Diversifying the Science & Engineering Workforce: Academic Employment Issues. Portrait of an Intractable Problem Cathy A. Trower, Ph.D. January 15, 2005 The National Bureau of Economic Research. 1970s. Affirmative Action Executive Order 11375 Title IX Women’s Groups in Professional
Diversifying the Science & Engineering Workforce: Academic Employment Issues
Portrait of an Intractable Problem
Cathy A. Trower, Ph.D.
January 15, 2005
The National Bureau of Economic Research
Studies have shown that gender disparities in faculty salaries have remained unchanged at approximately 20 percent over the past 30 years, with unexplained disparities of about 12 percent remaining after accounting for time in service and discipline for women over 40.
Overall, White faculty have the highest salaries; however, differences occur by tenure status. As with gender, salaries by race have remained relatively constant over the past 20 years.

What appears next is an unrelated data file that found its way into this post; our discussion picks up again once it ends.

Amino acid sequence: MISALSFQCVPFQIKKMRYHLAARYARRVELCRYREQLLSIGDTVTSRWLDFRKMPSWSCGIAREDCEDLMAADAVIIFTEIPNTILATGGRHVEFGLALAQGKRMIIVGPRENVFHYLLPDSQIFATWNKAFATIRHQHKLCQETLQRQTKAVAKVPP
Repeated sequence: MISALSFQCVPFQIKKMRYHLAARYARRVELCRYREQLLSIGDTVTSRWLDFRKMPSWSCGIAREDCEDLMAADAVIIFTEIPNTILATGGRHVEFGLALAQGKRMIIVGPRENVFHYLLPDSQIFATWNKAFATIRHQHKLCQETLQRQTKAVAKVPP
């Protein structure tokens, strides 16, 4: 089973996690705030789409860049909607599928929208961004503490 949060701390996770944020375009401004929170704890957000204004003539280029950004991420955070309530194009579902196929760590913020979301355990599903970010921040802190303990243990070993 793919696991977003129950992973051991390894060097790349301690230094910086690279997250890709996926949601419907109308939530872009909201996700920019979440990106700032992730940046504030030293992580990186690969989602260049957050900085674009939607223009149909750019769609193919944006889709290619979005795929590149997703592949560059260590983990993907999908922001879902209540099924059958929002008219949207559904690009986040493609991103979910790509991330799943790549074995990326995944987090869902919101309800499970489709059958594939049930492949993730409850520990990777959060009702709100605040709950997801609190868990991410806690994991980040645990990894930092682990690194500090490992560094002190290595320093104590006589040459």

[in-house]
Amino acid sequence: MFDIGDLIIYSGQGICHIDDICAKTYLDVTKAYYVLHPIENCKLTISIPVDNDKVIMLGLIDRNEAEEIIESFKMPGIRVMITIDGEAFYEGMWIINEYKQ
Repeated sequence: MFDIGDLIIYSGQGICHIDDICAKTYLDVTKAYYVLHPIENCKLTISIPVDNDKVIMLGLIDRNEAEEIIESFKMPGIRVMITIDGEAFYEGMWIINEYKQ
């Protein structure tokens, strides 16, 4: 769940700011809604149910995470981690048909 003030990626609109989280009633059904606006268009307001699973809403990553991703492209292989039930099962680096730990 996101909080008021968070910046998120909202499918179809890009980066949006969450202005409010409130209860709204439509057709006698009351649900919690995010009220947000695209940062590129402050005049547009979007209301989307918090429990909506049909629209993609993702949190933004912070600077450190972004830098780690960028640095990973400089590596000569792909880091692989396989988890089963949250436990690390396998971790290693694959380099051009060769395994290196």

Babco, E.L. and N.E. Bell (2004). Professional Women and Minorities: A Total Human Resource Data Compendium, 15th Edition. Washington, DC: Commission on Professionals in Science and Technology.
Climbing the Ladder: An Update on the Status of Doctoral Women Scientists and Engineers (1983). Washington, DC: National Academy Press.
National Science Board (2004). Science and Engineering Indicators 2004. Arlington, VA: National Science Foundation (Volume 1, NSB 04-1; Volume 2, NSB 04-1A).
National Science Foundation, Division of Science Resources Statistics (2004). Women, Minorities, and Persons with Disabilities in Science and Engineering: 2004. NSF 04-317 (Arlington, VA, 2004).
U.S. Department of Education, National Center for Education Statistics, Integrated Postsecondary Education Data System (IPEDS), Winter 2001–02.